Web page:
Fine art restoration – what to do when your painting is damaged
Damage to works of art – accidental or otherwise – makes for a great news story. Readers with long memories may remember the unfortunate incident in 2006 when a visitor had a ‘Norman Wisdom moment’ at the Fitzwilliam Museum in Cambridge when he fell over his own shoelaces and knocked over three very large oriental vases. The force of the impact smashed the vases and created thousands of shards spread across a large area and dedicated staff spent many months restoring the vases back to a condition where they could be put back on display.
More sinister was the 2012 instance in the Tate Modern gallery in London when a Rothko painting was deliberately vandalised by an art blogger who climbed over the rope barrier to scrawl graffiti on the painting. The thick black paint quickly soaked through the layers of the painting and removing and restoring the multi-million pound work of art took eighteen months and £200,000 of the gallery’s funds before it was back on the wall of the gallery.
These are extreme examples of damage to works of art in the public domain. But there are many thousands of artworks which are vulnerable to damage whilst kept in private houses. Air conditioning, heating, dust, grease, and tobacco smoke all take their toll whilst there is always the danger of accidents occurring as part of day-to-day life.
Charles Anderson of the Fine Art Restoration Company recalls a recent incident when a client doing her housework accidentally tore through the surface of an eighteenth-century portrait with a vacuum cleaner. ‘The painting meant a lot to the owner and was examined by an insurance adjuster before being handed over to us as quickly as possible,’ he recalls. ‘The canvas was relined, and by the time we had completed the project there was no indication to the naked eye that the painting had been damaged.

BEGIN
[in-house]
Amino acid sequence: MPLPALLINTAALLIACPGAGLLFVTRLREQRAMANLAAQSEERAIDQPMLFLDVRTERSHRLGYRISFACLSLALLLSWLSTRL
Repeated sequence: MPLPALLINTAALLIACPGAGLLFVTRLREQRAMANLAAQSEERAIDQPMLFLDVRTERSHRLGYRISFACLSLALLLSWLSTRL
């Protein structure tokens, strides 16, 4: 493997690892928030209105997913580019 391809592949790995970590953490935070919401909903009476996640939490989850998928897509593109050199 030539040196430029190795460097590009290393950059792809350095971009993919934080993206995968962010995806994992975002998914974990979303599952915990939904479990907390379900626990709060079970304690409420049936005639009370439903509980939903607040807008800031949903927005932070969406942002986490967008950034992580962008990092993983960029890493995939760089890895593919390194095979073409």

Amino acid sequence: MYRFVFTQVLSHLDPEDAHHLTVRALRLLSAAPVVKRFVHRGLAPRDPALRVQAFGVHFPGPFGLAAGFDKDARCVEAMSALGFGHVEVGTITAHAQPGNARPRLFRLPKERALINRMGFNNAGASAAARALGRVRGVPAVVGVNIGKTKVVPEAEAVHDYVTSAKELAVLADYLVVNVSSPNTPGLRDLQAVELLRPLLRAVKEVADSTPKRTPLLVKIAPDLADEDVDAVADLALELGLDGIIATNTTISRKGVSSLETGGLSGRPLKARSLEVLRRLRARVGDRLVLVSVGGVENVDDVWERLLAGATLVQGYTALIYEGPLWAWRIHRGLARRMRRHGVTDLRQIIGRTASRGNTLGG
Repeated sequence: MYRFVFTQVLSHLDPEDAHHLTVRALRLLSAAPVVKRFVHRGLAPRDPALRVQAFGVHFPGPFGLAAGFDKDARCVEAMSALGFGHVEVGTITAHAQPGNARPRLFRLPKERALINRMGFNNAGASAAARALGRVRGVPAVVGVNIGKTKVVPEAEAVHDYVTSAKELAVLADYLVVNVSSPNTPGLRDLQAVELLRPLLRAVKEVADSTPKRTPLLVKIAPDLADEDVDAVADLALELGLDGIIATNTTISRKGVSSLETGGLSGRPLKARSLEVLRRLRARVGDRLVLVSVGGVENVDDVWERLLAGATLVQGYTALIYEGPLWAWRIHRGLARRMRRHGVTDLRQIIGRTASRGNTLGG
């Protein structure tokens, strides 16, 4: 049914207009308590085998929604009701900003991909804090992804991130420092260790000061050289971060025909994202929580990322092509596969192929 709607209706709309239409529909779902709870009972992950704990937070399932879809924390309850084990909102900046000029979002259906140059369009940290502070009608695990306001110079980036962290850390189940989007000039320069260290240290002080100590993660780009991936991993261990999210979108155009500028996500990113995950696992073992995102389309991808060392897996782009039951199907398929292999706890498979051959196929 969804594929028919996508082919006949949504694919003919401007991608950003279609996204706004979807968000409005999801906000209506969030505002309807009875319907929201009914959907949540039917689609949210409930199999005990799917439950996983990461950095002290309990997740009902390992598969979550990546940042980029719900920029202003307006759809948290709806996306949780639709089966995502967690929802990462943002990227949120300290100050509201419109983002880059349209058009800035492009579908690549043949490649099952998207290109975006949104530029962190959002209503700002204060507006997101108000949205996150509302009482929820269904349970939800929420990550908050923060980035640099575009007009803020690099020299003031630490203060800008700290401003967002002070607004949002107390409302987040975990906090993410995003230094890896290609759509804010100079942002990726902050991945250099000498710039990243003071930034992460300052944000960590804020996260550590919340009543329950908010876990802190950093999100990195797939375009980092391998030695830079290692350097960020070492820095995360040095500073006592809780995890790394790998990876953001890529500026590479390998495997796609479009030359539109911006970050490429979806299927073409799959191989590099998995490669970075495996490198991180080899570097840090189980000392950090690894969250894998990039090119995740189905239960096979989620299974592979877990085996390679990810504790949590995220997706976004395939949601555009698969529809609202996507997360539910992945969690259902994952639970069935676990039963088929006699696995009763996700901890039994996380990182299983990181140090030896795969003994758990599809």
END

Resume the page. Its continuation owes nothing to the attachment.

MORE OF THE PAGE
Restoration costs are often less than you might expect: in this case the original valuation of the portrait in 2015 was £7,500.00, and the expert repair work cost £1,680.00. Furthermore, restoration than replacement is good news for the owners of works of art as it may help keep the costs of their future insurance premiums down in future.
Natasha Sadler, insurance executive at Scrutton Bland explains ‘A fine-arts insurance policy generally will cover the entire cost of restoration and, if there is, for example, a 25% loss of value because of the damage, the insurer could pay the policyholder up to 25% of the insured value.
Your fine art insurance can be arranged as a separate policy or combined with your main home and contents policy. We have extensive experience in choosing the most appropriate cover for your contents, and will aim to find the right cover to suit your personal circumstances, from one painting to private collections.’
For an initial consultation, in complete confidence, contact Natasha Sadler at firstname.lastname@example.org or tel 01206 838443
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